After many years of negotiating, the United States, Canada, Japan and 9 other countries in the Asia-Pacific have concluded a free trade agreement.
The so-called Trans Pacific Partnership (TPP) has been welcomed by the United States National Pork Producers Council (NPPC). In a press release, the council expressed confidence that the partnership will provide new market opportunities for American pork products.
The TPP, initiated in late 2008, is a regional trade deal that includes the United States, Australia, Brunei, Canada, Chile, Japan, Malaysia, Mexico, New Zealand, Peru, Singapore and Vietnam, which account for nearly 40% of global GDP.
“NPPC played an active role throughout the 5-plus years of negotiations,” said association president Dr Ron Prestage, “providing US negotiators with key information on barriers we face in the 11 other TPP countries and offering guidance on outcomes that would ensure substantial new market access benefits for US pork in those markets.”
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Iowa State University economist Dermot Hayes, who said a final TPP agreement could be ‘the most important commercial opportunity ever for US pork producers’, estimated that a good outcome for pork in the trade pact could increase US pork exports over time exponentially and help create more than 10,000 US jobs tied to those exports. Last year, the US pork industry shipped about $4.5 billion of products to the 11 TPP nations.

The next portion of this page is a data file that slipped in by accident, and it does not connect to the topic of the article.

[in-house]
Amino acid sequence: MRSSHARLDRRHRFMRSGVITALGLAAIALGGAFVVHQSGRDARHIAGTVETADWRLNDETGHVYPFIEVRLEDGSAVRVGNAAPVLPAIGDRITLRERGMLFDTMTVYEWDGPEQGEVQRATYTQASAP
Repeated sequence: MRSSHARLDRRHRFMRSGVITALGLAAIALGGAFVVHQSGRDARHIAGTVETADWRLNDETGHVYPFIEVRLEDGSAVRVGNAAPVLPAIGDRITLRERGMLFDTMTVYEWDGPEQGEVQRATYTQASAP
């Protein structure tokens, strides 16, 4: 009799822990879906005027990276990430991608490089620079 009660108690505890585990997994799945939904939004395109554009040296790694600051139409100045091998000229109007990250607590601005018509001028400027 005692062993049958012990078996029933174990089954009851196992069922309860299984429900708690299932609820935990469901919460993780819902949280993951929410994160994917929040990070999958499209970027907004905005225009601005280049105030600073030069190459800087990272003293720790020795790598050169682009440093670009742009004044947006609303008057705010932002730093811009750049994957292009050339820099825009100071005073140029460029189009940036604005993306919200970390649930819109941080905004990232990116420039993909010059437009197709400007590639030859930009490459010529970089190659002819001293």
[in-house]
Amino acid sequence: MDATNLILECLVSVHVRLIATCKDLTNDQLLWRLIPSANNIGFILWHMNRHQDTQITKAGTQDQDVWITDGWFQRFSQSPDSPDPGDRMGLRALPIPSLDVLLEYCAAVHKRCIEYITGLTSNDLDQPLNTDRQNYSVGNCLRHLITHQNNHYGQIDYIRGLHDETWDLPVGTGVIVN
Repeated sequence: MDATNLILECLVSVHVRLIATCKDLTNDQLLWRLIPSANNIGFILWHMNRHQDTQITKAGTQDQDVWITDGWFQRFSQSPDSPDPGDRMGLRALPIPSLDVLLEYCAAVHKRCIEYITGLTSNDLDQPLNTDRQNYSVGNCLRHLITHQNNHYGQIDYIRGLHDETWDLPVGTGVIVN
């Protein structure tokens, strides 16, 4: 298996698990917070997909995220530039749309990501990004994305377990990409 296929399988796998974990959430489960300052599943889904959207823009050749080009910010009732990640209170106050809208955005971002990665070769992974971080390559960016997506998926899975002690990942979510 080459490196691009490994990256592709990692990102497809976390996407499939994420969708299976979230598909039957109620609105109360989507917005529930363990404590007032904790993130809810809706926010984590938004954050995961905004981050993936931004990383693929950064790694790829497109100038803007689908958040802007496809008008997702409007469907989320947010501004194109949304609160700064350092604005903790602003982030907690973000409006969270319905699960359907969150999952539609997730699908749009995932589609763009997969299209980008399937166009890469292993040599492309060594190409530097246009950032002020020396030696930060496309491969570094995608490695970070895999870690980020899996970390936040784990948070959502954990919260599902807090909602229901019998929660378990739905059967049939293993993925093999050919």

The TPP has the potential to provide even greater trade benefits if and when it is opened to additional countries, such as the Philippines, South Korea, Taiwan and Thailand, all of which have expressed interest in joining the Pacific Rim trade bloc.